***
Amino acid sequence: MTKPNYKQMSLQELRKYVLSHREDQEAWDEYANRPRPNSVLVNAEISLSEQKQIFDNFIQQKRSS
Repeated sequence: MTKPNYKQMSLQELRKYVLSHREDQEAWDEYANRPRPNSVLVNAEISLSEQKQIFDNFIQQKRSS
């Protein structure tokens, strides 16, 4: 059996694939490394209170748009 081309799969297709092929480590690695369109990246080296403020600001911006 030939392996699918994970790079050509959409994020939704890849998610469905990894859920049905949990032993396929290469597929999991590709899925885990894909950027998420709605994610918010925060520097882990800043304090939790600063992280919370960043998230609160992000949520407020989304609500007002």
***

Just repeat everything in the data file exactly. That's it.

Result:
Amino acid sequence: MTKPNYKQMSLQELRKYVLSHREDQEAWDEYANRPRPNSVLVNAEISLSEQKQIFDNFIQQKRSS
Repeated sequence: MTKPNYKQMSLQELRKYVLSHREDQEAWDEYANRPRPNSVLVNAEISLSEQKQIFDNFIQQKRSS
């Protein structure tokens, strides 16, 4: 059996694939490394209170748009 081309799969297709092929480590690695369109990246080296403020600001911006 030939392996699918994970790079050509959409994020939704890849998610469905990894859920049905949990032993396929290469597929999991590709899925885990894909950027998420709605994610918010925060520097882990800043304090939790600063992280919370960043998230609160992000949520407020989304609500007002």